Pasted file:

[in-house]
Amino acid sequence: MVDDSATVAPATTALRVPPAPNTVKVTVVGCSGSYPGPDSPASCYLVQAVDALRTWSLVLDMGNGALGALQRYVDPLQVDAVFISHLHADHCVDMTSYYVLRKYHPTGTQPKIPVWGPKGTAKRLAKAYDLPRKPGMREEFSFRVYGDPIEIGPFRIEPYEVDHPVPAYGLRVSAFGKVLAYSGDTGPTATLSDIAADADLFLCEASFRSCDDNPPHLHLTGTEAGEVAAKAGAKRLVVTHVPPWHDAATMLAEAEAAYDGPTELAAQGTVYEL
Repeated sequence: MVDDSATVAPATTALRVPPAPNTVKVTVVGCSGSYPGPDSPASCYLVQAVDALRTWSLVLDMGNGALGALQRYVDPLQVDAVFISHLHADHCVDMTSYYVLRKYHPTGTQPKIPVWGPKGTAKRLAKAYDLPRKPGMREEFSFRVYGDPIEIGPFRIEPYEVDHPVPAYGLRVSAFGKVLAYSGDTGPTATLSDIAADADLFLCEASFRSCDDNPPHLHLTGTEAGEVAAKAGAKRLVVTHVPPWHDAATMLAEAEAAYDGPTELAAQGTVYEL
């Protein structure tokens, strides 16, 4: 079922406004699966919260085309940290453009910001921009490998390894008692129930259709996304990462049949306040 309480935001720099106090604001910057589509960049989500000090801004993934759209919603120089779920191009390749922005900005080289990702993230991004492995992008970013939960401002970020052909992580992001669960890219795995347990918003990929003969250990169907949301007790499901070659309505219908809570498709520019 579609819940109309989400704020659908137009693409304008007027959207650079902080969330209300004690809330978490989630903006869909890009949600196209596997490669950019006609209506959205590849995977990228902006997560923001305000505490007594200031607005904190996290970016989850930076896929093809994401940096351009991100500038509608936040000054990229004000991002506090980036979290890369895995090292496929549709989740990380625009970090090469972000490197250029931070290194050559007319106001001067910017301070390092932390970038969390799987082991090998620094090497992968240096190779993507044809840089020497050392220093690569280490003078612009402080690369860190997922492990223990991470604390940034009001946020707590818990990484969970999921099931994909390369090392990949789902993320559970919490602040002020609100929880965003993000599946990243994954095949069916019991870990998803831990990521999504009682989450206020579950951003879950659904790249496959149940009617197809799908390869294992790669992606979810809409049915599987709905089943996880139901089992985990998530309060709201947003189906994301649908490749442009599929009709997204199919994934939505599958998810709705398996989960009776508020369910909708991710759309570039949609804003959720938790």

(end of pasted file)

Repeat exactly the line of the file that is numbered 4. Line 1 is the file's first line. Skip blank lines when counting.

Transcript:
């Protein structure tokens, strides 16, 4: 079922406004699966919260085309940290453009910001921009490998390894008692129930259709996304990462049949306040 309480935001720099106090604001910057589509960049989500000090801004993934759209919603120089779920191009390749922005900005080289990702993230991004492995992008970013939960401002970020052909992580992001669960890219795995347990918003990929003969250990169907949301007790499901070659309505219908809570498709520019 579609819940109309989400704020659908137009693409304008007027959207650079902080969330209300004690809330978490989630903006869909890009949600196209596997490669950019006609209506959205590849995977990228902006997560923001305000505490007594200031607005904190996290970016989850930076896929093809994401940096351009991100500038509608936040000054990229004000991002506090980036979290890369895995090292496929549709989740990380625009970090090469972000490197250029931070290194050559007319106001001067910017301070390092932390970038969390799987082991090998620094090497992968240096190779993507044809840089020497050392220093690569280490003078612009402080690369860190997922492990223990991470604390940034009001946020707590818990990484969970999921099931994909390369090392990949789902993320559970919490602040002020609100929880965003993000599946990243994954095949069916019991870990998803831990990521999504009682989450206020579950951003879950659904790249496959149940009617197809799908390869294992790669992606979810809409049915599987709905089943996880139901089992985990998530309060709201947003189906994301649908490749442009599929009709997204199919994934939505599958998810709705398996989960009776508020369910909708991710759309570039949609804003959720938790």